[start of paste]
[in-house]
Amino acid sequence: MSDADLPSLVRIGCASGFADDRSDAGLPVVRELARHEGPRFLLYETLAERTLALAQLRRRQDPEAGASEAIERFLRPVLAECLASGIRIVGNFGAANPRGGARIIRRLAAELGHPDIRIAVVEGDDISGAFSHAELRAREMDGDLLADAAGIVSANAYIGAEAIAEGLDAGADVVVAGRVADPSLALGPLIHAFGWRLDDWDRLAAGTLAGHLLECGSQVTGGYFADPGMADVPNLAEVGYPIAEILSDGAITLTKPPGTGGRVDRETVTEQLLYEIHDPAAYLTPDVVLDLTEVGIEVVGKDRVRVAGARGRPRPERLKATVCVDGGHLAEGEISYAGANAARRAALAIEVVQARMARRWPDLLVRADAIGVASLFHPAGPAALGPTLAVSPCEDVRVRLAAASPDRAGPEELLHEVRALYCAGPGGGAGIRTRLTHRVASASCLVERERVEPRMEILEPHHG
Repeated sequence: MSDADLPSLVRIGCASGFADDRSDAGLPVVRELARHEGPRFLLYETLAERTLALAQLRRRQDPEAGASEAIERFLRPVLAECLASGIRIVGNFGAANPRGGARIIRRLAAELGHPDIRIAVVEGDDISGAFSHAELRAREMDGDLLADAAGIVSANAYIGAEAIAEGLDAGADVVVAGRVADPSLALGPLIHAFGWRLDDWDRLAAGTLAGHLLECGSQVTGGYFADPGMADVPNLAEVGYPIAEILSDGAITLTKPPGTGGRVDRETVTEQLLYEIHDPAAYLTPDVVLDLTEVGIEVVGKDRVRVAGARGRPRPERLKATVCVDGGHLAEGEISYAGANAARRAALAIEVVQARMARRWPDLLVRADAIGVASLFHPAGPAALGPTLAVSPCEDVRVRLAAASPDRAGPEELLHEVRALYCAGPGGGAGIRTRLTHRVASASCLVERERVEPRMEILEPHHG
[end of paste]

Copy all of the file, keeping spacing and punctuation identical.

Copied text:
[in-house]
Amino acid sequence: MSDADLPSLVRIGCASGFADDRSDAGLPVVRELARHEGPRFLLYETLAERTLALAQLRRRQDPEAGASEAIERFLRPVLAECLASGIRIVGNFGAANPRGGARIIRRLAAELGHPDIRIAVVEGDDISGAFSHAELRAREMDGDLLADAAGIVSANAYIGAEAIAEGLDAGADVVVAGRVADPSLALGPLIHAFGWRLDDWDRLAAGTLAGHLLECGSQVTGGYFADPGMADVPNLAEVGYPIAEILSDGAITLTKPPGTGGRVDRETVTEQLLYEIHDPAAYLTPDVVLDLTEVGIEVVGKDRVRVAGARGRPRPERLKATVCVDGGHLAEGEISYAGANAARRAALAIEVVQARMARRWPDLLVRADAIGVASLFHPAGPAALGPTLAVSPCEDVRVRLAAASPDRAGPEELLHEVRALYCAGPGGGAGIRTRLTHRVASASCLVERERVEPRMEILEPHHG
Repeated sequence: MSDADLPSLVRIGCASGFADDRSDAGLPVVRELARHEGPRFLLYETLAERTLALAQLRRRQDPEAGASEAIERFLRPVLAECLASGIRIVGNFGAANPRGGARIIRRLAAELGHPDIRIAVVEGDDISGAFSHAELRAREMDGDLLADAAGIVSANAYIGAEAIAEGLDAGADVVVAGRVADPSLALGPLIHAFGWRLDDWDRLAAGTLAGHLLECGSQVTGGYFADPGMADVPNLAEVGYPIAEILSDGAITLTKPPGTGGRVDRETVTEQLLYEIHDPAAYLTPDVVLDLTEVGIEVVGKDRVRVAGARGRPRPERLKATVCVDGGHLAEGEISYAGANAARRAALAIEVVQARMARRWPDLLVRADAIGVASLFHPAGPAALGPTLAVSPCEDVRVRLAAASPDRAGPEELLHEVRALYCAGPGGGAGIRTRLTHRVASASCLVERERVEPRMEILEPHHG